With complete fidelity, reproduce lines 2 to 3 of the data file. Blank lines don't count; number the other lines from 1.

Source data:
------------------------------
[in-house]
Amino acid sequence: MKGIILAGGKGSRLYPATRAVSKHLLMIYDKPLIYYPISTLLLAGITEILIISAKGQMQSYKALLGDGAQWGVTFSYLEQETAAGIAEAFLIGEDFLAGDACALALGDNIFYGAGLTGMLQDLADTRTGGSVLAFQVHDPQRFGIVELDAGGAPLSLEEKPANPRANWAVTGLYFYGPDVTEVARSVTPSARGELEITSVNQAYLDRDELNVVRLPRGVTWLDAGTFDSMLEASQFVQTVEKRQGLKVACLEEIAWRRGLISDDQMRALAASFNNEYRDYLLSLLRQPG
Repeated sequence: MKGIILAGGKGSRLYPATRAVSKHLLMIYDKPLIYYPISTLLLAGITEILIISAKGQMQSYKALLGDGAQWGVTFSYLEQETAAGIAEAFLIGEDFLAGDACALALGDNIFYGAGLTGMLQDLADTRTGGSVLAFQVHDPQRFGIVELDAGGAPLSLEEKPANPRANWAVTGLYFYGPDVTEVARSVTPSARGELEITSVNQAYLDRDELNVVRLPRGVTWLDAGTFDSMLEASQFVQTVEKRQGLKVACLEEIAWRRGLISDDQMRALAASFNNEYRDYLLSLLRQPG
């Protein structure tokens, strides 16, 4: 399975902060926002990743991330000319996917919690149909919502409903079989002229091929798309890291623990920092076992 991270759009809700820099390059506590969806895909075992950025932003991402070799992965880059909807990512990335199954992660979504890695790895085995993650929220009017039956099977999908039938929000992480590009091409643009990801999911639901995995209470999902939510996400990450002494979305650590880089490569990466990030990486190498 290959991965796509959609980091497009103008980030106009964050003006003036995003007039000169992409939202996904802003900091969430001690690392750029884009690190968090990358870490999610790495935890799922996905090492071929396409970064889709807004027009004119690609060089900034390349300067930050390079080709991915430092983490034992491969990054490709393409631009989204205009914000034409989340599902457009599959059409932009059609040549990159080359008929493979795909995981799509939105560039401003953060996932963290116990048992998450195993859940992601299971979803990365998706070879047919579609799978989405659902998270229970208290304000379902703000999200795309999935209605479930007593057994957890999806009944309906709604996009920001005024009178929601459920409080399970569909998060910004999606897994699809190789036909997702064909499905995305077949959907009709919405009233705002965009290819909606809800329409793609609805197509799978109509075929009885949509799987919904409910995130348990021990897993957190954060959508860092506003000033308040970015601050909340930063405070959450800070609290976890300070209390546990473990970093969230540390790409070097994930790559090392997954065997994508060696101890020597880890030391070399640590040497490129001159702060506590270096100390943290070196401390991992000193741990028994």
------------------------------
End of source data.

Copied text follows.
Amino acid sequence: MKGIILAGGKGSRLYPATRAVSKHLLMIYDKPLIYYPISTLLLAGITEILIISAKGQMQSYKALLGDGAQWGVTFSYLEQETAAGIAEAFLIGEDFLAGDACALALGDNIFYGAGLTGMLQDLADTRTGGSVLAFQVHDPQRFGIVELDAGGAPLSLEEKPANPRANWAVTGLYFYGPDVTEVARSVTPSARGELEITSVNQAYLDRDELNVVRLPRGVTWLDAGTFDSMLEASQFVQTVEKRQGLKVACLEEIAWRRGLISDDQMRALAASFNNEYRDYLLSLLRQPG
Repeated sequence: MKGIILAGGKGSRLYPATRAVSKHLLMIYDKPLIYYPISTLLLAGITEILIISAKGQMQSYKALLGDGAQWGVTFSYLEQETAAGIAEAFLIGEDFLAGDACALALGDNIFYGAGLTGMLQDLADTRTGGSVLAFQVHDPQRFGIVELDAGGAPLSLEEKPANPRANWAVTGLYFYGPDVTEVARSVTPSARGELEITSVNQAYLDRDELNVVRLPRGVTWLDAGTFDSMLEASQFVQTVEKRQGLKVACLEEIAWRRGLISDDQMRALAASFNNEYRDYLLSLLRQPG